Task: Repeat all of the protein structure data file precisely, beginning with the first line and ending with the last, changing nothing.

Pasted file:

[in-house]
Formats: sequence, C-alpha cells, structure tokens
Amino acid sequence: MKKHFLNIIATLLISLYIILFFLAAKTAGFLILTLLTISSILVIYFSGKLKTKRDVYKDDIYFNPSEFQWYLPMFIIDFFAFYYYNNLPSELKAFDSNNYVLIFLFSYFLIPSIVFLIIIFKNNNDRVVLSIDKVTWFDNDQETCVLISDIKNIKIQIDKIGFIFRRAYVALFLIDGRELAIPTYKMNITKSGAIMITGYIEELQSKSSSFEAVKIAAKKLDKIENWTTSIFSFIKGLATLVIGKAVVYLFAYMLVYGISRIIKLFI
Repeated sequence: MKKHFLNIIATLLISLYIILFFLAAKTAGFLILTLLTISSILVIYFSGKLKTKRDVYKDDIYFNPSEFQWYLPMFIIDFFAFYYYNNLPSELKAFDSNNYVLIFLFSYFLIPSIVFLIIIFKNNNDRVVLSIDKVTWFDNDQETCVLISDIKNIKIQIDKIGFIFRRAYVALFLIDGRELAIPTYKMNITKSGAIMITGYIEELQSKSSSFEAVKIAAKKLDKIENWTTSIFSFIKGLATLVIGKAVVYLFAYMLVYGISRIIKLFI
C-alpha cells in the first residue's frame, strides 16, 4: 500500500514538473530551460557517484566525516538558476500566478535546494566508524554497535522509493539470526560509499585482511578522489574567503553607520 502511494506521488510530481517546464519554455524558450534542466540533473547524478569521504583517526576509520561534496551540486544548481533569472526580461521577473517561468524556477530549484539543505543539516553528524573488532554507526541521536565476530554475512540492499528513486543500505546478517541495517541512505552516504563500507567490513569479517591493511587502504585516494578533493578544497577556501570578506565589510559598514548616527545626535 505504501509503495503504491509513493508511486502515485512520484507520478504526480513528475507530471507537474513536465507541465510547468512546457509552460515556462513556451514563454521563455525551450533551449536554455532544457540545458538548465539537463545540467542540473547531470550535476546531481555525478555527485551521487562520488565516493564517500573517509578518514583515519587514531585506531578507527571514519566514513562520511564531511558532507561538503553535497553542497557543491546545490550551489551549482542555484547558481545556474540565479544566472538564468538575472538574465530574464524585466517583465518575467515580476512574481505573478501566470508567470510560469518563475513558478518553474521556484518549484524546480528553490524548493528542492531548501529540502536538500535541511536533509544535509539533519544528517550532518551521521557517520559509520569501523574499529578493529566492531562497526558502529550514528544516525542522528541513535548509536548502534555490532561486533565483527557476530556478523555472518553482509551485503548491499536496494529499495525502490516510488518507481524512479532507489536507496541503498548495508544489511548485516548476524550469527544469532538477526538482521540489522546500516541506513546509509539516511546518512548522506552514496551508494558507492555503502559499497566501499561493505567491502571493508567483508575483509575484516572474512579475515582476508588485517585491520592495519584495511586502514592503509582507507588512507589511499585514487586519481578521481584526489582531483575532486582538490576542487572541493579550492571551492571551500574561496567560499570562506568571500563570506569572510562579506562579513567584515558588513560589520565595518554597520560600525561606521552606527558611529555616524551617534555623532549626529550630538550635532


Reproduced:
[in-house]
Formats: sequence, C-alpha cells, structure tokens
Amino acid sequence: MKKHFLNIIATLLISLYIILFFLAAKTAGFLILTLLTISSILVIYFSGKLKTKRDVYKDDIYFNPSEFQWYLPMFIIDFFAFYYYNNLPSELKAFDSNNYVLIFLFSYFLIPSIVFLIIIFKNNNDRVVLSIDKVTWFDNDQETCVLISDIKNIKIQIDKIGFIFRRAYVALFLIDGRELAIPTYKMNITKSGAIMITGYIEELQSKSSSFEAVKIAAKKLDKIENWTTSIFSFIKGLATLVIGKAVVYLFAYMLVYGISRIIKLFI
Repeated sequence: MKKHFLNIIATLLISLYIILFFLAAKTAGFLILTLLTISSILVIYFSGKLKTKRDVYKDDIYFNPSEFQWYLPMFIIDFFAFYYYNNLPSELKAFDSNNYVLIFLFSYFLIPSIVFLIIIFKNNNDRVVLSIDKVTWFDNDQETCVLISDIKNIKIQIDKIGFIFRRAYVALFLIDGRELAIPTYKMNITKSGAIMITGYIEELQSKSSSFEAVKIAAKKLDKIENWTTSIFSFIKGLATLVIGKAVVYLFAYMLVYGISRIIKLFI
C-alpha cells in the first residue's frame, strides 16, 4: 500500500514538473530551460557517484566525516538558476500566478535546494566508524554497535522509493539470526560509499585482511578522489574567503553607520 502511494506521488510530481517546464519554455524558450534542466540533473547524478569521504583517526576509520561534496551540486544548481533569472526580461521577473517561468524556477530549484539543505543539516553528524573488532554507526541521536565476530554475512540492499528513486543500505546478517541495517541512505552516504563500507567490513569479517591493511587502504585516494578533493578544497577556501570578506565589510559598514548616527545626535 505504501509503495503504491509513493508511486502515485512520484507520478504526480513528475507530471507537474513536465507541465510547468512546457509552460515556462513556451514563454521563455525551450533551449536554455532544457540545458538548465539537463545540467542540473547531470550535476546531481555525478555527485551521487562520488565516493564517500573517509578518514583515519587514531585506531578507527571514519566514513562520511564531511558532507561538503553535497553542497557543491546545490550551489551549482542555484547558481545556474540565479544566472538564468538575472538574465530574464524585466517583465518575467515580476512574481505573478501566470508567470510560469518563475513558478518553474521556484518549484524546480528553490524548493528542492531548501529540502536538500535541511536533509544535509539533519544528517550532518551521521557517520559509520569501523574499529578493529566492531562497526558502529550514528544516525542522528541513535548509536548502534555490532561486533565483527557476530556478523555472518553482509551485503548491499536496494529499495525502490516510488518507481524512479532507489536507496541503498548495508544489511548485516548476524550469527544469532538477526538482521540489522546500516541506513546509509539516511546518512548522506552514496551508494558507492555503502559499497566501499561493505567491502571493508567483508575483509575484516572474512579475515582476508588485517585491520592495519584495511586502514592503509582507507588512507589511499585514487586519481578521481584526489582531483575532486582538490576542487572541493579550492571551492571551500574561496567560499570562506568571500563570506569572510562579506562579513567584515558588513560589520565595518554597520560600525561606521552606527558611529555616524551617534555623532549626529550630538550635532